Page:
I recently saw a LinkedIn posting searching for a marketing director for a nonprofit with national and international ambitions headquartered in my geographic area. I usually check out such job postings as possible indicators of the direction nonprofits may be moving in relation to fundraising, marketing, and communication.
I had heard of this young organization and liked its mission and the story told by its founder. It seemed to have the kind of grassroots appeal that could make it a contributor to strengthening public social responsibility. It struck me as an open and inclusive organization, and I was considering donating—until I visited the about section of its website. There I found, or didn’t find, three things that raised red flags for me.
- While the organization seemed to have been founded four or five years ago, there was no annual report on the website, nor was I able to find a reference to one.
- The board-of-directors page listed only three current board members, although it did ask for applications for board membership and detailed expected qualifications, responsibilities, and requirements.
- One requirement was: “Board members must make an annual contribution of at least $10,000.”
Let’s start with point one. I would never contribute to a nonprofit more than one year old that does not publish a readily accessible annual report. How could I trust such an organization to be the steward of my philanthropic funds when it lacks basic transparency? So much for the openness I thought I saw.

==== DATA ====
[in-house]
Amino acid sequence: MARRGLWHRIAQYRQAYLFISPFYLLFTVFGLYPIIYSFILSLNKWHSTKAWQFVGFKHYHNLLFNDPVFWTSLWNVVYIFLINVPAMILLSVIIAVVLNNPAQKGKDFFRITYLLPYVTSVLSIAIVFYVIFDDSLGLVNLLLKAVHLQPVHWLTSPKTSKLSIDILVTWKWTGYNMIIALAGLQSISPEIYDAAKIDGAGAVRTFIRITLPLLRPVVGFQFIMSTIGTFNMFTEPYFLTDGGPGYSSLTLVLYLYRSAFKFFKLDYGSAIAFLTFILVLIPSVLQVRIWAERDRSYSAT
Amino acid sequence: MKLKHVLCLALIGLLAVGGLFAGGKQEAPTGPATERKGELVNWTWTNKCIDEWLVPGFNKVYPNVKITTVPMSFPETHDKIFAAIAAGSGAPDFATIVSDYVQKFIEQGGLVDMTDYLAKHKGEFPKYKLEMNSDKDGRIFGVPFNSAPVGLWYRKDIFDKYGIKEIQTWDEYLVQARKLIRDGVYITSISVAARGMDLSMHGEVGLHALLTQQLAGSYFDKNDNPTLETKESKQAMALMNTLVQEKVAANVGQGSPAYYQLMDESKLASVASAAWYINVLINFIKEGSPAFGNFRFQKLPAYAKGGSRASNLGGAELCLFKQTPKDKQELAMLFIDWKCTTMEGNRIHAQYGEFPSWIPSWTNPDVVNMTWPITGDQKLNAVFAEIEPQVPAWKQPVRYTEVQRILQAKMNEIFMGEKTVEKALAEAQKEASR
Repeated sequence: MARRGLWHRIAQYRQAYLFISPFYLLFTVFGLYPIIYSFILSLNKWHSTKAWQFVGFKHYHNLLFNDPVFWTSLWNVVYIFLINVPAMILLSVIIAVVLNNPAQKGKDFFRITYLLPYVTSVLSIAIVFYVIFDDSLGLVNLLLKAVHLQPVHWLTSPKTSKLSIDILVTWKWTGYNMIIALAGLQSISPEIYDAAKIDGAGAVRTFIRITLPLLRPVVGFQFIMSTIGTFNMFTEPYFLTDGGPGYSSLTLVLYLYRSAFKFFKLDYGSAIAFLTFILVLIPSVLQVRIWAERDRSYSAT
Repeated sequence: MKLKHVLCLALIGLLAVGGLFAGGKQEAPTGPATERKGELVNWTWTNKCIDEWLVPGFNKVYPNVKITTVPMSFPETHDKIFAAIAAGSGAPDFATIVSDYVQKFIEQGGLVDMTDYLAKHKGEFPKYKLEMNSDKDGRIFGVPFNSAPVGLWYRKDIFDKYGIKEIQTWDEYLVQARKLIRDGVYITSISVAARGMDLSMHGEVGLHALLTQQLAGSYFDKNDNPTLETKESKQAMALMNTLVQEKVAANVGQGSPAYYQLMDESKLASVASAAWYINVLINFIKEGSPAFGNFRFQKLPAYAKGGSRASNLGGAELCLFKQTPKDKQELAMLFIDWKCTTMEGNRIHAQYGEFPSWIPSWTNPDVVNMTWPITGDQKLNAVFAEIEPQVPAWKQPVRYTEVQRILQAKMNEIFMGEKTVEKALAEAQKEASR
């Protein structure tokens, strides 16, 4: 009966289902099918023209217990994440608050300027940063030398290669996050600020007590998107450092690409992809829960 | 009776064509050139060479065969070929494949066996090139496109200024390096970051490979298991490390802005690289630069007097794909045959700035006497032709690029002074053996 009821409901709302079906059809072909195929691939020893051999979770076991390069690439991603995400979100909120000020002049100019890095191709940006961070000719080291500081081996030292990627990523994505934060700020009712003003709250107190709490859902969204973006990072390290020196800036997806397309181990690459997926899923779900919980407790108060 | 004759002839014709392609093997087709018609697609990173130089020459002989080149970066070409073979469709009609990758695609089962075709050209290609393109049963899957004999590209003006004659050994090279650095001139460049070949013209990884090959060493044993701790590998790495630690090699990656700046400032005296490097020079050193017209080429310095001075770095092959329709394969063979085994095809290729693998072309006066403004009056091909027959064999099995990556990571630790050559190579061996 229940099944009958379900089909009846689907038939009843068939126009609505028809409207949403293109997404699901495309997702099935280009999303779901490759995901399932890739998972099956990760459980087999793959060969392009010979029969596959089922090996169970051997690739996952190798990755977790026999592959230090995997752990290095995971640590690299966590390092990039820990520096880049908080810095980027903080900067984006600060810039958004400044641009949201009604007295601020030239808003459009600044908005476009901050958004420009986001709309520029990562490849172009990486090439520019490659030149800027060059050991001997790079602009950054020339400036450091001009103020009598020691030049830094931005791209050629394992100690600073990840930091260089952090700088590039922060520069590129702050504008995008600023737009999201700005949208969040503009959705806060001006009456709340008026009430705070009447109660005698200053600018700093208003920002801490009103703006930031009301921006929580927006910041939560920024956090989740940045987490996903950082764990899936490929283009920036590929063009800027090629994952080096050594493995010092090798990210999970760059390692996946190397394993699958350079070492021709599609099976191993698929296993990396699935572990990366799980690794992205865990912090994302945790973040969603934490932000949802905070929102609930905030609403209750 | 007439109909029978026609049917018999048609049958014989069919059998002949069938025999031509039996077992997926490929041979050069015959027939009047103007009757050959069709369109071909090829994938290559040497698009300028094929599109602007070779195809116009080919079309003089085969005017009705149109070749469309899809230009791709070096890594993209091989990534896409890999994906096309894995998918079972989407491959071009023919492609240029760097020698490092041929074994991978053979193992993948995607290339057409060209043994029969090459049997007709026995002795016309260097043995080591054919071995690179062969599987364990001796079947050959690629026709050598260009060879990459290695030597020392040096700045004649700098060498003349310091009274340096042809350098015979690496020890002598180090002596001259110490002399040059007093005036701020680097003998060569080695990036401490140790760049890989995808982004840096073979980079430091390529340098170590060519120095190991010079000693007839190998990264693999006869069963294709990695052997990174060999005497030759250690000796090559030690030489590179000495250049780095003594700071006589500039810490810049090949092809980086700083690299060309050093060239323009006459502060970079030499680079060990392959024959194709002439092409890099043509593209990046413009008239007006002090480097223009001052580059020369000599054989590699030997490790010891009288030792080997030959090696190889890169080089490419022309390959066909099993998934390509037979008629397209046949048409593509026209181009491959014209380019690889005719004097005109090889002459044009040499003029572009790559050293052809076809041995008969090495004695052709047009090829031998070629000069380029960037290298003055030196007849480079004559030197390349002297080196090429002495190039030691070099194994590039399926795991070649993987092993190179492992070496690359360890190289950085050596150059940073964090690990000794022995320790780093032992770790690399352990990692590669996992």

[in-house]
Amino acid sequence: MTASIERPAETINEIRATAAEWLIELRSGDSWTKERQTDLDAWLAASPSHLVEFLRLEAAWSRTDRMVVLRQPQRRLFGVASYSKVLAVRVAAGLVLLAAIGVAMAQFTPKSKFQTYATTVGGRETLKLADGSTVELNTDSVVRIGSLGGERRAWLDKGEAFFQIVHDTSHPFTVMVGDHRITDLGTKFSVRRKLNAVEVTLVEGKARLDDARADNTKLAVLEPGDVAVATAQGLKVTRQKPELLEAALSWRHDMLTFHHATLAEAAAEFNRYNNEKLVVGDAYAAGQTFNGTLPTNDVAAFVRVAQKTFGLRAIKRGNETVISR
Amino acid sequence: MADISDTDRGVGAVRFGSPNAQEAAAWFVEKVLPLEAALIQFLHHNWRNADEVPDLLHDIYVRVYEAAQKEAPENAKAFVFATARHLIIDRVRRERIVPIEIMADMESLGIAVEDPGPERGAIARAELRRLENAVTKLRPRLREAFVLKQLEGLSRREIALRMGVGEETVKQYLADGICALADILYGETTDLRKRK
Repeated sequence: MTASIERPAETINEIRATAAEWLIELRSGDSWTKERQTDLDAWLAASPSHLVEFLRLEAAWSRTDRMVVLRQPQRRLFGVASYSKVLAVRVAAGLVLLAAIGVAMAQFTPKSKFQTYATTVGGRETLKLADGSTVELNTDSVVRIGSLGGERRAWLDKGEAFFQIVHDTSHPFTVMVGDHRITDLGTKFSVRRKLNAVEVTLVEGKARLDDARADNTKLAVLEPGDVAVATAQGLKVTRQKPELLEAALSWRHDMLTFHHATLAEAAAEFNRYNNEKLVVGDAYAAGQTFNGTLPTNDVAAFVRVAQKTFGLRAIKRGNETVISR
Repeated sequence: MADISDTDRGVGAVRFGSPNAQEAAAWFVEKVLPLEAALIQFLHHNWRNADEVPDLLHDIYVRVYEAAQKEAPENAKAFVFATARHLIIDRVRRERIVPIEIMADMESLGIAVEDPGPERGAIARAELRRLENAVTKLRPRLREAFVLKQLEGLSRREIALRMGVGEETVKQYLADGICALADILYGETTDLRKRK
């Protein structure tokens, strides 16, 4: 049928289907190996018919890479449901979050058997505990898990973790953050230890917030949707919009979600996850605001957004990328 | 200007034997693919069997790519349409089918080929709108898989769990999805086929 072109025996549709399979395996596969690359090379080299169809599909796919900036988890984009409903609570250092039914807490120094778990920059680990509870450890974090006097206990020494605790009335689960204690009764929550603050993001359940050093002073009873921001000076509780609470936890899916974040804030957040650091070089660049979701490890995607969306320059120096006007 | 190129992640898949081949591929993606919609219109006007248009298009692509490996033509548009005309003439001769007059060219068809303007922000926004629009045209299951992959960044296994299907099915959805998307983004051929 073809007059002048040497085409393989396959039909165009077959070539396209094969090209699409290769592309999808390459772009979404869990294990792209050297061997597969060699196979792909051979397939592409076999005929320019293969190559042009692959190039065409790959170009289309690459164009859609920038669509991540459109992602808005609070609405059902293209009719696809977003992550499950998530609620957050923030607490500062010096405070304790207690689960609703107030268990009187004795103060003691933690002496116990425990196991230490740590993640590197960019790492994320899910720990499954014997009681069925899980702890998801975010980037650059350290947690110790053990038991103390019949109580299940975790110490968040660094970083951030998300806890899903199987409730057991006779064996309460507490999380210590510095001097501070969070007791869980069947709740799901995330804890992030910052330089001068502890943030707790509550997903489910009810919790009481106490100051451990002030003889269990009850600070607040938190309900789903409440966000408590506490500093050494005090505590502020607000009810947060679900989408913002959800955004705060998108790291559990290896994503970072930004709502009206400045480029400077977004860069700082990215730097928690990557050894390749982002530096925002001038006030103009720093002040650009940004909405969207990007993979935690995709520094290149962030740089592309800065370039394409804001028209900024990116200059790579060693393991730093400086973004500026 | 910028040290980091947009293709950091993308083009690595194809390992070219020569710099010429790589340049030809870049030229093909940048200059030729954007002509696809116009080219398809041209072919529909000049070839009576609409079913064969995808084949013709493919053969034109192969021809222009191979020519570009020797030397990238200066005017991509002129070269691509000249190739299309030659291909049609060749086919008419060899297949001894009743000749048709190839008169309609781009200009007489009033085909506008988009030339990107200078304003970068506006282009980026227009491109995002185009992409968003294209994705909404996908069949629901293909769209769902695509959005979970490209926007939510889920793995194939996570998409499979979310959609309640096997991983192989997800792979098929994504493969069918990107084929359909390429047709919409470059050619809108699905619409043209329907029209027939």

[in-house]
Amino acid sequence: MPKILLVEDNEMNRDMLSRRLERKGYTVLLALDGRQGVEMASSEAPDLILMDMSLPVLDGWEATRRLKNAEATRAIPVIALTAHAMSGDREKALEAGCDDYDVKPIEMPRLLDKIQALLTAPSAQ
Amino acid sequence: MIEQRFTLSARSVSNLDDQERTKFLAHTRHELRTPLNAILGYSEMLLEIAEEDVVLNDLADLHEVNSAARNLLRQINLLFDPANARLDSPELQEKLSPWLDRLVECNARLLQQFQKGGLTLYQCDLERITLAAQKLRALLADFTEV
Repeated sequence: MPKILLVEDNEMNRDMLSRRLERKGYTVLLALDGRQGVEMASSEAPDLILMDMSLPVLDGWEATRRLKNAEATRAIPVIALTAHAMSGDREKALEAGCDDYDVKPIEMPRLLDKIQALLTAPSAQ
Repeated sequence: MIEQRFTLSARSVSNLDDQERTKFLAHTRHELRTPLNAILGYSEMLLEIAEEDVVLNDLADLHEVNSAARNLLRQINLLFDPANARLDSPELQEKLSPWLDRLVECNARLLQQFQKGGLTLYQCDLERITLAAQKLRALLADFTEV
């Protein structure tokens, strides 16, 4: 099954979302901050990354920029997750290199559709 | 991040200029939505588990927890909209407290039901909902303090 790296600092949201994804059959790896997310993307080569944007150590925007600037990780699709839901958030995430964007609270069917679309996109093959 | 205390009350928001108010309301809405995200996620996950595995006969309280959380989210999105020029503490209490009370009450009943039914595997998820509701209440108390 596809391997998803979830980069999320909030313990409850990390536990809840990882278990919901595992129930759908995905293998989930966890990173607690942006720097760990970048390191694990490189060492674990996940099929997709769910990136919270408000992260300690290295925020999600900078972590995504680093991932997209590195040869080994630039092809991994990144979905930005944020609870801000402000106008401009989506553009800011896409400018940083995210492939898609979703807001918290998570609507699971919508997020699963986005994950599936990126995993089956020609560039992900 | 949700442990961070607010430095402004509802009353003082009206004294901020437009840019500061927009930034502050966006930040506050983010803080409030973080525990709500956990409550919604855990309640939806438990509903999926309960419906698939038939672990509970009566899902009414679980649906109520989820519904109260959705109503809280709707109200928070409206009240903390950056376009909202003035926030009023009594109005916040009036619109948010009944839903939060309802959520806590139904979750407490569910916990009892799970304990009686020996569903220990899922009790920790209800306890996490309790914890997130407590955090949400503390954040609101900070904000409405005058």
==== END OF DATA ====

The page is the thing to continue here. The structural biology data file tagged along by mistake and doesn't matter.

Then comes point two. Three board members are far too few for an organization touting the statistics this one did about its accomplishments. If after four or five years it has been able to recruit only three board members, I am forced to question the strength of its commitment to good governance. Under just about any circumstance an organization actively raising funds from the public should have a substantial number of board members. I think ten is an absolute minimum.
And finally, there is point three and perhaps a partial reason for the undersized board. I believe that all members of a nonprofit board should make contributions of money to the organization. I do not believe that there should be a minimum amount required. The size of gift should reflect each board member’s ability to give. Requiring a $10,000 donation excludes participation by capable, caring, and dedicated individuals who do not possess substantial discretionary income or wealth. So much for the inclusiveness I thought I saw.
I am not indicting this organization, and that’s one reason I haven’t named it. I hope it is the organization that I felt it to be when I started exploring it. However: the absence of an annual report, the tiny board, and the exclusionary board-membership requirement ($10,000 annual donation) are at the very least potholes in the fundraising road. They get in the way of the organization’s story.
A published annual report, an adequately resourced and sized board, and an inclusive philosophy regarding board membership are basic to transparency, good governance, and public participation. Organizations ignore these basics at great peril.